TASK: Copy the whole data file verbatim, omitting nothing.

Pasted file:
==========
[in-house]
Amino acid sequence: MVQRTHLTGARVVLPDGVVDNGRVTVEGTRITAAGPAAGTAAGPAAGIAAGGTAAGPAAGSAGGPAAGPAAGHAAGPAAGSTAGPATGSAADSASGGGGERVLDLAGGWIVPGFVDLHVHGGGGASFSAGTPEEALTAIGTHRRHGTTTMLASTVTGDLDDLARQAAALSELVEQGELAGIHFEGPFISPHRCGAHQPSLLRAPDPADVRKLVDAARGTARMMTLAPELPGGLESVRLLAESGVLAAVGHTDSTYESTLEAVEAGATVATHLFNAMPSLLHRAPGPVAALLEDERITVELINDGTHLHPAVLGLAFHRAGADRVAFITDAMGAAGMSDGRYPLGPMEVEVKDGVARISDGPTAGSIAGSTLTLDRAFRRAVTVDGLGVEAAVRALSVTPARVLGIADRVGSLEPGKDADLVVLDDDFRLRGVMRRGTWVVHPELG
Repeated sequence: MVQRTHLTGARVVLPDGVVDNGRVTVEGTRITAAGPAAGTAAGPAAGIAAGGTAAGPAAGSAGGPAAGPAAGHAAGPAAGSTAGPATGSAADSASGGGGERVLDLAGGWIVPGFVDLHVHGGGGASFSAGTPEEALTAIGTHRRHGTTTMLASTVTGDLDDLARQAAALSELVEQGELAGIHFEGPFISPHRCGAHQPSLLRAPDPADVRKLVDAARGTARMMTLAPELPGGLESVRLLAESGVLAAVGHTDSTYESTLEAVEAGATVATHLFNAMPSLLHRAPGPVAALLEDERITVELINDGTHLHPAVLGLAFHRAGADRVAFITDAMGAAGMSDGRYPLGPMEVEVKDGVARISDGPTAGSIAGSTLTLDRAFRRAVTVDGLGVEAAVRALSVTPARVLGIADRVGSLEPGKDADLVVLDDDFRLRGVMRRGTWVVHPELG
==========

[in-house]
Amino acid sequence: MVQRTHLTGARVVLPDGVVDNGRVTVEGTRITAAGPAAGTAAGPAAGIAAGGTAAGPAAGSAGGPAAGPAAGHAAGPAAGSTAGPATGSAADSASGGGGERVLDLAGGWIVPGFVDLHVHGGGGASFSAGTPEEALTAIGTHRRHGTTTMLASTVTGDLDDLARQAAALSELVEQGELAGIHFEGPFISPHRCGAHQPSLLRAPDPADVRKLVDAARGTARMMTLAPELPGGLESVRLLAESGVLAAVGHTDSTYESTLEAVEAGATVATHLFNAMPSLLHRAPGPVAALLEDERITVELINDGTHLHPAVLGLAFHRAGADRVAFITDAMGAAGMSDGRYPLGPMEVEVKDGVARISDGPTAGSIAGSTLTLDRAFRRAVTVDGLGVEAAVRALSVTPARVLGIADRVGSLEPGKDADLVVLDDDFRLRGVMRRGTWVVHPELG
Repeated sequence: MVQRTHLTGARVVLPDGVVDNGRVTVEGTRITAAGPAAGTAAGPAAGIAAGGTAAGPAAGSAGGPAAGPAAGHAAGPAAGSTAGPATGSAADSASGGGGERVLDLAGGWIVPGFVDLHVHGGGGASFSAGTPEEALTAIGTHRRHGTTTMLASTVTGDLDDLARQAAALSELVEQGELAGIHFEGPFISPHRCGAHQPSLLRAPDPADVRKLVDAARGTARMMTLAPELPGGLESVRLLAESGVLAAVGHTDSTYESTLEAVEAGATVATHLFNAMPSLLHRAPGPVAALLEDERITVELINDGTHLHPAVLGLAFHRAGADRVAFITDAMGAAGMSDGRYPLGPMEVEVKDGVARISDGPTAGSIAGSTLTLDRAFRRAVTVDGLGVEAAVRALSVTPARVLGIADRVGSLEPGKDADLVVLDDDFRLRGVMRRGTWVVHPELG